¶9 The 15-months time-in-care ground requires proof by clear and convincing evidence that DCS "has made a diligent effort to provide appropriate reunification services" and that:
The child has been in an out-of-home placement for a cumulative total period of fifteen months
or longer pursuant to court order or voluntary placement pursuant to [A.R.S.] § 8-806, the parent has been unable to remedy the circumstances that cause the child to be in an out-of-home placement and there is a substantial likelihood that the parent will not be capable of exercising proper and effective parental care and control in the near future.A.R.S. § 8-533(B)(8)(c); Michael J., 196 Ariz. at 249 ¶ 12. Father does not challenge the adequacy of the services provided, nor does he dispute that the children have been in care for 15 months or the best interests finding, all of which the record supports. Instead, Father argues the court erred when it found the evidence demonstrated he had not remedied the circumstances that caused the removal of the children.
¶10 Father's arguments on appeal seek to reweigh the evidence, something this court will not do. See Jesus M. v. Ariz. Dep't of Econ. Sec., 203 Ariz. 278, 282 ¶ 12 (App. 2002). This is particularly true where, as here, the superior court found Father's testimony was not credible.
¶11 In addressing how this second dependency came to be, Father argues that he "had [no] way of knowing beforehand that Mother would leave the grandfather's home with the children during the authorized visit." At trial, he testified that the children had been with Mother for only eight hours before police found them sleeping on the ground that morning. The superior court, however, did not believe Father, given that police found Mother and the children at 5:37 a.m. The court also noted Father had not notified DCS that Mother had custody of the children, had not reported the children missing, and could not be located for several days to take custody of the children. This evidence supported the court's finding that Father had entrusted the children with Mother for far longer than the eight hours he claimed.
¶12 Father argues he satisfied DCS' requirements for reunification by enhancing his protective role and his ability to recognize threats to the children's well-being. However, the evidence supports the court's findings that Father was referred for several services, but ultimately "[n]othing Father has done in the time since" this second dependency began would prevent the concerns that brought the children back in care. Other than substance abuse testing, Father did not successfully complete any of the services DCS provided.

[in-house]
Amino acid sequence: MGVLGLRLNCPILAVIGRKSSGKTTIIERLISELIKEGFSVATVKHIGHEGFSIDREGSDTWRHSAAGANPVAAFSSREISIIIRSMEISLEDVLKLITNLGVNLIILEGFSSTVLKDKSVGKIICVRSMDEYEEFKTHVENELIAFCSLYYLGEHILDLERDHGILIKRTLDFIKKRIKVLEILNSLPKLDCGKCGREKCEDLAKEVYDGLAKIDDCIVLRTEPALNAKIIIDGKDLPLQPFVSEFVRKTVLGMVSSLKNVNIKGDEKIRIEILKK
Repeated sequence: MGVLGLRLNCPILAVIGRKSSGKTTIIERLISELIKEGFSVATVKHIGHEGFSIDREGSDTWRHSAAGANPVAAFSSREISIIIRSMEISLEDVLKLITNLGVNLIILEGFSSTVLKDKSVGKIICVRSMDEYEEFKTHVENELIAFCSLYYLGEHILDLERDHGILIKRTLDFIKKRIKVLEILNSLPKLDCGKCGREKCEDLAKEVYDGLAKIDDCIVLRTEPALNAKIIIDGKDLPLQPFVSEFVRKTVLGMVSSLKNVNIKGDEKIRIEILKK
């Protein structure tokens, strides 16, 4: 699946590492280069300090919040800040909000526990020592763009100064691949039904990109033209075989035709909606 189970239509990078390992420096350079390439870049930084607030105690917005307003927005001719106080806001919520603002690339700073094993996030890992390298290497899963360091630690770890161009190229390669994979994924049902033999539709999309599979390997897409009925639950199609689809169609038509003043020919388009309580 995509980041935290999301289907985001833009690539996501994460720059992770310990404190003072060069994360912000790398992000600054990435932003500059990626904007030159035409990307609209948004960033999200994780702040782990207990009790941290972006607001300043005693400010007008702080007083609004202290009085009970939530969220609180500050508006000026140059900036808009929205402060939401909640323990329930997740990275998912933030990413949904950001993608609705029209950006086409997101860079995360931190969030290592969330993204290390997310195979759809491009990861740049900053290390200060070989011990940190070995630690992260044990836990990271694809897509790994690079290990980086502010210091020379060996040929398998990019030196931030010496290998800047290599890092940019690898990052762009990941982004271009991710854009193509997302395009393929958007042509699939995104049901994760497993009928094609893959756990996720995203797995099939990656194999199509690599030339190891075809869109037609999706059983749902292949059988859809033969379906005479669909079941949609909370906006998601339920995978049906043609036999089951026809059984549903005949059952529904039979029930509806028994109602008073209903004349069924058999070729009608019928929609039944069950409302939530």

¶13 Father argues that DCS kept "changing the finish line" once he completed "the objectives requested." He contends he improved his parenting abilities and points out that the psychiatric evaluator recommended a family reunification team. At trial, however, a DCS child safety specialist testified that a family reunification team "is a progression where typically a parent is successful from a parent aide service and then they would go into a family reunification team service." Father, however, never successfully completed any parent aide service, a predicate for a family reunification team. The record does not reflect that Father completed "the objectives requested," let alone that any relevant "finish line" kept changing.
¶14 The record reflects that the superior court properly considered the evidence before it granted the motion to terminate. In doing so, the court found that Father's parenting abilities had not changed since he allowed the children to stay with Mother in April 2017. On this record, Father has not shown the court erred in granting DCS' motion.
¶15 The superior court's order terminating Father's parental rights to the three children is affirmed.